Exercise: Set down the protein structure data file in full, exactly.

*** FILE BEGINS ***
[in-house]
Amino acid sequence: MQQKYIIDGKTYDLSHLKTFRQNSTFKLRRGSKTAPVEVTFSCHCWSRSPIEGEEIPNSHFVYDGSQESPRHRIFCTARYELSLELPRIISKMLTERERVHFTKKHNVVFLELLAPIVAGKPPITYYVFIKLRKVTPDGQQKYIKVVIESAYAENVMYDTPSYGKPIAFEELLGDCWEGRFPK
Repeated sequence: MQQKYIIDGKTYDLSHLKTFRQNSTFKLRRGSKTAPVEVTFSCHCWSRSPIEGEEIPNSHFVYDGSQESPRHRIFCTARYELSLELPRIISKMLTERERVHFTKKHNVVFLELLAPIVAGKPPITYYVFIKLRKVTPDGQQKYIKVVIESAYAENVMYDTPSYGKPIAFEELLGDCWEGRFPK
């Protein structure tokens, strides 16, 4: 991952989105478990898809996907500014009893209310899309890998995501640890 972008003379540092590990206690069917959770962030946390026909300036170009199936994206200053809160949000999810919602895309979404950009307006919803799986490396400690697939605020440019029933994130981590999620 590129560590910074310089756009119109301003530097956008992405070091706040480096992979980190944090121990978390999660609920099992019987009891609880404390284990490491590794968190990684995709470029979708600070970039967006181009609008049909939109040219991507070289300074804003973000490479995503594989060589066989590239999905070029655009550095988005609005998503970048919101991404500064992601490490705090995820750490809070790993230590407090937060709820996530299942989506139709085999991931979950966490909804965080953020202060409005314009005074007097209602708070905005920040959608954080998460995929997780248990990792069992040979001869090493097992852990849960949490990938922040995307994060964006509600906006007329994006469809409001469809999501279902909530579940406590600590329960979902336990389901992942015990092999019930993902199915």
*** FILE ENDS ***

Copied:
[in-house]
Amino acid sequence: MQQKYIIDGKTYDLSHLKTFRQNSTFKLRRGSKTAPVEVTFSCHCWSRSPIEGEEIPNSHFVYDGSQESPRHRIFCTARYELSLELPRIISKMLTERERVHFTKKHNVVFLELLAPIVAGKPPITYYVFIKLRKVTPDGQQKYIKVVIESAYAENVMYDTPSYGKPIAFEELLGDCWEGRFPK
Repeated sequence: MQQKYIIDGKTYDLSHLKTFRQNSTFKLRRGSKTAPVEVTFSCHCWSRSPIEGEEIPNSHFVYDGSQESPRHRIFCTARYELSLELPRIISKMLTERERVHFTKKHNVVFLELLAPIVAGKPPITYYVFIKLRKVTPDGQQKYIKVVIESAYAENVMYDTPSYGKPIAFEELLGDCWEGRFPK
């Protein structure tokens, strides 16, 4: 991952989105478990898809996907500014009893209310899309890998995501640890 972008003379540092590990206690069917959770962030946390026909300036170009199936994206200053809160949000999810919602895309979404950009307006919803799986490396400690697939605020440019029933994130981590999620 590129560590910074310089756009119109301003530097956008992405070091706040480096992979980190944090121990978390999660609920099992019987009891609880404390284990490491590794968190990684995709470029979708600070970039967006181009609008049909939109040219991507070289300074804003973000490479995503594989060589066989590239999905070029655009550095988005609005998503970048919101991404500064992601490490705090995820750490809070790993230590407090937060709820996530299942989506139709085999991931979950966490909804965080953020202060409005314009005074007097209602708070905005920040959608954080998460995929997780248990990792069992040979001869090493097992852990849960949490990938922040995307994060964006509600906006007329994006469809409001469809999501279902909530579940406590600590329960979902336990389901992942015990092999019930993902199915």